Re: Re: Re: Reduction of Radicals

*To*: mathgroup at smc.vnet.net*Subject*: [mg71969] Re: [mg71948] Re: [mg71932] Re: [mg71902] Reduction of Radicals*From*: Andrzej Kozlowski <akoz at mimuw.edu.pl>*Date*: Wed, 6 Dec 2006 06:04:03 -0500 (EST)*References*: <200612031126.GAA08075@smc.vnet.net> <200612041139.GAA02996@smc.vnet.net> <200612051104.GAA27240@smc.vnet.net>

Of course this is completely true. But perhaps it has somewhat obscured the point I was trying to make, which was meant to answer Dimitris's question: "why is Mathematica's convention about principal parts in variance with those of classical algebraist's?" It seems to me that the answer is simply that they (the classical algebraists and perhaps some of their modern successors) did not care about the relation with "principal values" of multivalued functions in analysis and did not even know about them (Vieta, for one, live a whole century before Euler). Even in certain modern texts on algebra the relationship between radicals and logarithms is not relevant, so it is not surprising that some authors even today may find it convenient even today to use different "principal values' when working in a purely algebraic setting. The point I was making about computer algebra programs like Mathematica is that with their universal scope why have to be consistent across both algebra and analysis in a way that a book on, say, Galois theory, need not be. Andrzej Kozlowski On 5 Dec 2006, at 20:04, Murray Eisenberg wrote: > That Mathematica gives value I Pi for Log[-1] is consistent with the > most common convention is that the principal argument, Arg, of a > nonzero > complex number z satisfies -Pi < Arg[z] <= Pi. > > Then the usual definition of the principal logarithm, Log, is > > Log[z] = Log[Abs[z]] + I Arg[z], > > and the multi-valued argument function, arg, would be given as: > > arg[z] = set of all Arg[z] + n 2 Pi I (n an integer) > > The multi-valued logarithm, log, would be given as > > log[z] = Log[Abs[z]] + I arg[z]. > > In this case one can define > > z^w = Exp[w log[z]] > > and the principal value of this as Exp[w Log[z]]. > > Andrzej Kozlowski wrote: >> ... >> The issue of which branch of a multivalued function should be chosen >> as the so called "principal branch" is, of course, a matter of >> convention. Since Mathematica defines Power[x,y] as Exp[y Log[x]], >> the issue of what is (-1)^(1/3) is equivalent to choosing the value >> of Log[-1]. Mathematica chooses the value >> >> Log[-1] >> >> I*Pi >> >> Of course once that is decided, everything else follows: >> >> FullSimplify[(-1)^(1/3) - Exp[(1/3)*I*Pi]] >> 0 >> >> >> It seems to me (though it is not something that lies within the scope >> of my "professional" interest), that before the advent of computer >> algebra there no need was felt for a uniform way of choosing >> principal values for various multivalued functions that occur in >> algebra and analysis. In other words, the relation >> >> x^y = Exp[y,Log[x]] >> >> was not treated as the definition of x^y, but as a relation that held >> only up to the choice of branches of the multivalued functions >> involved. So it seems to me that it was always thought that the >> natural choice for Log[-1] is I Pi, but before computer algebra >> systems appeared it was not necessarily felt that the "principal >> value" of x^(1/3) is the one that makes x^y = Exp[y,Log[x]] hold. >> Note that to keep this relation true and to have the principal value >> of the cube root of -1 equal to -1, one would have do choose 3 I Pi >> as the principal value of Log[-1], which does not seem very natural. > > -- > Murray Eisenberg murray at math.umass.edu > Mathematics & Statistics Dept. > Lederle Graduate Research Tower phone 413 549-1020 (H) > University of Massachusetts 413 545-2859 (W) > 710 North Pleasant Street fax 413 545-1801 > Amherst, MA 01003-9305 >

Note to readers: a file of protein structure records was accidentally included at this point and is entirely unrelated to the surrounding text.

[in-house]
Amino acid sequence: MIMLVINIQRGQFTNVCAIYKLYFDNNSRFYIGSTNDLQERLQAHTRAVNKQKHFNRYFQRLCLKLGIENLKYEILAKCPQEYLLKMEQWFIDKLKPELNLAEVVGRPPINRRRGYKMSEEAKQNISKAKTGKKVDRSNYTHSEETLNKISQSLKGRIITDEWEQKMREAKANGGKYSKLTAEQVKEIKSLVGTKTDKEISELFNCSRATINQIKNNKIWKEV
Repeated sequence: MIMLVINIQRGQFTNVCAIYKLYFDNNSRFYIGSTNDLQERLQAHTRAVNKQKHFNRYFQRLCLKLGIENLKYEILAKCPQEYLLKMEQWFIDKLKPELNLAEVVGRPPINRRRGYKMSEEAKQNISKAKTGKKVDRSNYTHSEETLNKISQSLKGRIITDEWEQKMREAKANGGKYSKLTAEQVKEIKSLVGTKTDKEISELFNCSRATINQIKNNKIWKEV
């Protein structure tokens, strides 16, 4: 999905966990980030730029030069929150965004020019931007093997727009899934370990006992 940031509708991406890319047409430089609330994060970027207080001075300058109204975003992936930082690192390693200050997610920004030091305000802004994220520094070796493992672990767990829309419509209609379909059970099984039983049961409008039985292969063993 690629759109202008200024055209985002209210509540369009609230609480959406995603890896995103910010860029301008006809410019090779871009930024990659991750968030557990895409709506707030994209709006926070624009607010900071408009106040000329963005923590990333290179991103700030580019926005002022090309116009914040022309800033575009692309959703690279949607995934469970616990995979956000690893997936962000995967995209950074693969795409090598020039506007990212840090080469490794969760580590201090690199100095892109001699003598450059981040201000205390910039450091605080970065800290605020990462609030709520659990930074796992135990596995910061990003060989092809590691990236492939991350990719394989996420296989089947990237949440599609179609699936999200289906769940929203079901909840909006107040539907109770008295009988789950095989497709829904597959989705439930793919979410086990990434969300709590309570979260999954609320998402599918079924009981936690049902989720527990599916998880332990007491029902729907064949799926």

**References**:**Reduction of Radicals***From:*"dimitris" <dimmechan@yahoo.com>

**Re: Reduction of Radicals***From:*Andrzej Kozlowski <akoz@mimuw.edu.pl>

**Re: Re: Reduction of Radicals***From:*Murray Eisenberg <murray@math.umass.edu>